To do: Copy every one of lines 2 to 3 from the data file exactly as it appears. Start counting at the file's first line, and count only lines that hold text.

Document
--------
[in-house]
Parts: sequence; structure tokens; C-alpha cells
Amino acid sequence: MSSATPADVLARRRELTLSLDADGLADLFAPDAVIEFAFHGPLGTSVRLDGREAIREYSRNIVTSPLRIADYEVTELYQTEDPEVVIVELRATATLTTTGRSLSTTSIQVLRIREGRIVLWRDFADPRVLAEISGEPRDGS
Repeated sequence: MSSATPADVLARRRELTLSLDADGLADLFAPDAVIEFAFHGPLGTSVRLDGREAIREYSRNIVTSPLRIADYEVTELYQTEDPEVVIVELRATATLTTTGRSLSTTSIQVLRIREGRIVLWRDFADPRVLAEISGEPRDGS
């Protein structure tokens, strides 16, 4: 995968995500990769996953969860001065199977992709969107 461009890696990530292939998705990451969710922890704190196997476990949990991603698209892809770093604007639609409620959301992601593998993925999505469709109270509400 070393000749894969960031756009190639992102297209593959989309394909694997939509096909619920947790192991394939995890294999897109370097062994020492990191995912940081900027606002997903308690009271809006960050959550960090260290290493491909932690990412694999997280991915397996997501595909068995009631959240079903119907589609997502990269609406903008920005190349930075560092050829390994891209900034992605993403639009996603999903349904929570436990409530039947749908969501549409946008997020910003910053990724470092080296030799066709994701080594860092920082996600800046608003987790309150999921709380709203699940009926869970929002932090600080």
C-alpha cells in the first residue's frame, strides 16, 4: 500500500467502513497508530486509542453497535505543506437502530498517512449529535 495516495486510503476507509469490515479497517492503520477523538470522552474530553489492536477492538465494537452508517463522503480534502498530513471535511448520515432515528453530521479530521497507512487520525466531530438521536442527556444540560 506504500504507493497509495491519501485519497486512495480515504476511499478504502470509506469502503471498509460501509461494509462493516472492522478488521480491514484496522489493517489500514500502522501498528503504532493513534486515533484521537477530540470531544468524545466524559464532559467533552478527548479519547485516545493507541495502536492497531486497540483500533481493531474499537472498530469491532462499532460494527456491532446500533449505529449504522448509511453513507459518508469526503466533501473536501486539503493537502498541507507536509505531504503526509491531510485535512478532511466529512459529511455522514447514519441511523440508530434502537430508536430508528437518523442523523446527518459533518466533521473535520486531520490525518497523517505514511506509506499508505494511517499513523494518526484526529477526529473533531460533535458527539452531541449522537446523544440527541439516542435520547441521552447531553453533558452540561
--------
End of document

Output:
Parts: sequence; structure tokens; C-alpha cells
Amino acid sequence: MSSATPADVLARRRELTLSLDADGLADLFAPDAVIEFAFHGPLGTSVRLDGREAIREYSRNIVTSPLRIADYEVTELYQTEDPEVVIVELRATATLTTTGRSLSTTSIQVLRIREGRIVLWRDFADPRVLAEISGEPRDGS